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Strengthening Materials for High Quality Precision Metal Stamping in Minneapolis, MN

March 16th, 2017 · No Comments

The sheet metals we use at Thomas Engineering Company range from high performance stainless steels to aluminum and copper alloys. These materials have been altered to improve their basic characteristics and to create additional properties that render the metal viable for industrial use. The process of treating sheet metals used for precision metal stamping in Minneapolis, MN, begins with the atomically-pure material.

Pure metals are not as structurally sound as the altered versions. In fact, they are often soft and the molecules flow and move easily. To use the metal in a manufacturing setting, the structure of the metal itself must be changed. This is where alloys come in.

Essentially a compound of one basic metal and several other metal or metalloid materials, alloys are what we most often encounter in our everyday lives and on the manufacturing floor of virtually every industrial building. Stainless steel is a commonly-recognized alloy, but often coppers and aluminums used day-to-day are types of alloys as well.

Alloys are formed by filling in the gaps. The literal structure of metal atoms resembles a grid or matrix of spheres connected by lines. These lines are interatomic bonds and the spheres are the atoms themselves. While the formation of this matrix is complete, there are inevitable gaps between the atoms and bonds where empty space creates the malleability of pure metals.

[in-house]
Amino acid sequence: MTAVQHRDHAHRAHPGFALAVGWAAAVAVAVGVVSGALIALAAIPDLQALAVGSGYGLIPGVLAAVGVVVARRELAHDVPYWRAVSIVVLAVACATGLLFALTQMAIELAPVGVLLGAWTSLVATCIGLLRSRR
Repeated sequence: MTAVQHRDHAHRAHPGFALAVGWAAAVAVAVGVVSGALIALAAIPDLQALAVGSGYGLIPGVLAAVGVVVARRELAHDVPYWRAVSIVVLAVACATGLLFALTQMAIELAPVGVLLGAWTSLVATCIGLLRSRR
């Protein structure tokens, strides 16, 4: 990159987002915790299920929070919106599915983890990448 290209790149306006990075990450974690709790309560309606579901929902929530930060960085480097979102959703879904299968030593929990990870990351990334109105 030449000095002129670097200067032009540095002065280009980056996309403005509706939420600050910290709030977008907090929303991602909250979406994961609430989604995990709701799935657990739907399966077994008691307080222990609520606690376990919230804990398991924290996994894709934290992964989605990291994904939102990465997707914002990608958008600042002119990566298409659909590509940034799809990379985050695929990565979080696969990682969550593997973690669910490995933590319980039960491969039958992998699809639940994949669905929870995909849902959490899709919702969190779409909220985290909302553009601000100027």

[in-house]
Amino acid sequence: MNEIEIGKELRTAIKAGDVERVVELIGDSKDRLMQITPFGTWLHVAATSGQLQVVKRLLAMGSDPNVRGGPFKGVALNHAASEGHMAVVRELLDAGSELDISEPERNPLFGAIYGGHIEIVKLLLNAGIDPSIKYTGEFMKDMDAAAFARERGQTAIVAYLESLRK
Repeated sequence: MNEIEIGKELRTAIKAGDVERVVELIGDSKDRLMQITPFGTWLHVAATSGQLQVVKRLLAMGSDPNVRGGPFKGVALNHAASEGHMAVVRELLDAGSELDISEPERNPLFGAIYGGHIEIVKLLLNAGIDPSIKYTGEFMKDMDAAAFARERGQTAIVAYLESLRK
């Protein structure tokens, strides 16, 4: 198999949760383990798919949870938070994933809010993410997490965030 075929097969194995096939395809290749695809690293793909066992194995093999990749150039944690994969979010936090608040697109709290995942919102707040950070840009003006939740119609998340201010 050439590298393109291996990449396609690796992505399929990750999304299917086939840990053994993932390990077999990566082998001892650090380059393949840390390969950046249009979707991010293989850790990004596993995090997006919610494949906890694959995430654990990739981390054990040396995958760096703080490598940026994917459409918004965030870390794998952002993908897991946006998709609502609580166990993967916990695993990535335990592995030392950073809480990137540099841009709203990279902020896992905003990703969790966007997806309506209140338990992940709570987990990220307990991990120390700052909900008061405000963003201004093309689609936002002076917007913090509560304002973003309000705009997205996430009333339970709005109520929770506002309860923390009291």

Though these gaps add flexibility to the pure metal, the give is limited and the material still lacks in most other properties necessary for successful metal stamping. To add additional flexibility, elasticity, durability, strength, ductility, corrosion resistance, and many other properties, the pure metal must be alloyed with materials that offer these qualities.

To alloy the pure metal with additional materials without damaging the structure of any materials involved, the matrix is kept intact, but gaps are filled with small atoms. These fillers are called interstitial alloying elements, and they work alongside other alloying agents called substitutional alloying elements that meld or take the place of the pure metal atoms in the matrix (example figure).

Adding in alloying elements strengthens the pure metal material without significantly changing its structure, and it can now be used effectively to form the parts TEC customers need. For more information about the alloys and high quality sheet metals we use in our precision metal stamping in Minneapolis, MN, contact Thomas Engineering Company at (763) 533-1501.

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